What a change from just threee years ago, when I was mugged on Clifton Place by two kids with a switchblade. It was the last day of school and the cops who came round said there’d been four muggings in their precint in the past hour, that I’d been lucky it had just been a blade because all the others had happened at gunpoint and you could tell they saw the worst of Bed-Stuy, probably the worst of humanity, every day of their working lives. Or fifteen years ago, when I’d been walking down Bedford on one of the random strolls I took in those days, and six kids had swarmed me – and the only thing that had saved me from getting robbed or worse, was the guy who came up and chased them off with a gun. He was a big guy, tough and ghetto hard, and he said he never left home without his gun, things were that bad, that just the week the before he’d been held up by two crackheads and shot one of them dead. “And I’ll shoot the other one too, if I find ‘im – I’m sick of those crazy motherfuckers.” 

No cops would have come then, even if I’d called them. 

So it’s amazing that now, even during the recession, Bed-Stuy, or that section of Bed-Stuy, has become important enough for a dozen squad cars to show up for one kid . . .

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Back to the old sod . . . 

Recession or not, Ratner Atlantic Yards project on hold or not, development continues apace. Downtown Brooklyn has not just one but several new condos/ office towers, including this one here, which must rate as one of the most hideous condo/ office towers I’ve seen in quite some time. Like a combination  roadside motel/ battleship . .. 

Condo/ office tower on flatbush ave.

Condo/ office tower on flatbush ave.

And in my old neighborhood, Fort Greene, another huge complex, which I’m sure will change the character of DeKalb for good, 80 DeKalb: 

80 Dekalb

80 Dekalb

Not to mention another tower going up around the corner from a deserted patch of Willoughby Street, courtesy of Land-Lease, the Aussie development company now in negotiation with London’s Southwark Council to ‘regenerate’ the Elephant and Castle in what will be the largest such scheme in all of Europe:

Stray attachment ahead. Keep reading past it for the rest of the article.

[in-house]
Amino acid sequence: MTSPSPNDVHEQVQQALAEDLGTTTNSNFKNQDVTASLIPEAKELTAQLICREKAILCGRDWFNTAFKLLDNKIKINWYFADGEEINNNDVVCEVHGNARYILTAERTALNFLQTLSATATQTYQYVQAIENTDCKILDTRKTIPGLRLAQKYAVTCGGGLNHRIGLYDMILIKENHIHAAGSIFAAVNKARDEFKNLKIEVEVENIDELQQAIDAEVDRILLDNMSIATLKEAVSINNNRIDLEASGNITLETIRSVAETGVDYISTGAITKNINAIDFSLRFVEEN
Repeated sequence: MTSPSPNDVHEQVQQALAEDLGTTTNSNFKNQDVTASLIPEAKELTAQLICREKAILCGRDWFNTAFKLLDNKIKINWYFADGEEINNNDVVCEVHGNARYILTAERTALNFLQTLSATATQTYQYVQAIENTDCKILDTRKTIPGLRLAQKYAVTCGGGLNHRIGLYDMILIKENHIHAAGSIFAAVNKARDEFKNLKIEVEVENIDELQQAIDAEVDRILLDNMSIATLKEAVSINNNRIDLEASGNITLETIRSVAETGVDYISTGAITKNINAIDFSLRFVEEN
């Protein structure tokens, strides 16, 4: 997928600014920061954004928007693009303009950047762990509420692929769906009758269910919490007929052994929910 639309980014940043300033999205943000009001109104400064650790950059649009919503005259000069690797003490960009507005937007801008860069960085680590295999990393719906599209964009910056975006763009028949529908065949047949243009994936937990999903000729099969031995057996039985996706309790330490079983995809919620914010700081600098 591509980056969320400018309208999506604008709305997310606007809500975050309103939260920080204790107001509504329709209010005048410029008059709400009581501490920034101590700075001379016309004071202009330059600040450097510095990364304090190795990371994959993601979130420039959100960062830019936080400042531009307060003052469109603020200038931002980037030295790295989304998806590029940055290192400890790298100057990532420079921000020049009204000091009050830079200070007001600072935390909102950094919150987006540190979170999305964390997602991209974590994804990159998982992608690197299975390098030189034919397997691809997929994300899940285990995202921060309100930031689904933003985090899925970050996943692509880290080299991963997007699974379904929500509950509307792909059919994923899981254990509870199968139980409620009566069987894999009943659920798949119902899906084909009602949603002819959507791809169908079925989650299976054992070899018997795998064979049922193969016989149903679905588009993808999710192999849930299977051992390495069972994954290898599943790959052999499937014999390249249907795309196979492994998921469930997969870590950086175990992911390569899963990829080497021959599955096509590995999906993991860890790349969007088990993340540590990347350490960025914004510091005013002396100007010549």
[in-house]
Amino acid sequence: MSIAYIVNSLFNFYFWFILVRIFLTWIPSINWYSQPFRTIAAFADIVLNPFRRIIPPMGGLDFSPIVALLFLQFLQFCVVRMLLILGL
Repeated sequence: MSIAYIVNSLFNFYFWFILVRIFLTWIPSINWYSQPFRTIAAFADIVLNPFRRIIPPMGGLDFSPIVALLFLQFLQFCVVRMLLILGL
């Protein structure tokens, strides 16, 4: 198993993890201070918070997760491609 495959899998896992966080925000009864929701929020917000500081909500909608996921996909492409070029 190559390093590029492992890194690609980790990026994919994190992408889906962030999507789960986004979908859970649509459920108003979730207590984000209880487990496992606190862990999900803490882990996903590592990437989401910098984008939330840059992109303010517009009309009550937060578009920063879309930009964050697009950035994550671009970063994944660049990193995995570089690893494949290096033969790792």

Lend Lease Tower

Lend Lease Tower

Let’s face it. Downtown Brooklyn is a short subway/ bike/ car ride from lower Manhattan. People with families don’t want to live in Manhattan. Downtown Brooklyn, and the areas around downtown Brooklyn, are just going to get more and more expensive. The recession hasn’t slowed development any – even out in Bed-Stuy the condos are still going up. Two huge towers on Greene Ave, one ten or twelve stories high, the other four or five but covering half a city block. When these are filled, Bed-Stuy, or that corner of Bed-Stuy, will become a crowded place. 

The place to rent, I hear, is no longer Brooklyn, but parts of Manhattan like the Upper East Side, or even Chelsea . . .

But the recession has slowed development somewhat. The above-mentioned Atlantic Yards which, if it ever goes through, will make most of central Brooklyn unrecognizable. But also on Willoughby, around the corner from the Land Lease tower, is two blocks of total desolation.  Seems a development company called United American Land booted out the thirty merchants from Willoughy, Duffield and Bridge streets to build a $208 million dollar commercial and residential complex. But the recession kicked in, and the project is on hold. 

In the meantime, the company struck a deal with the Metrotech Business Improvement District and art-hoc an arts organization. to create Willoughby Windows, art installations in a dozen of the abandoned storefronts. From the Daily News: ‘Artwork Helps Brighten Gloomy Brooklyn street as construction stalls”

Storefront by Cycle

Storefront by Cycle

 

 

Wiiloughby Windows

Wiiloughby Windows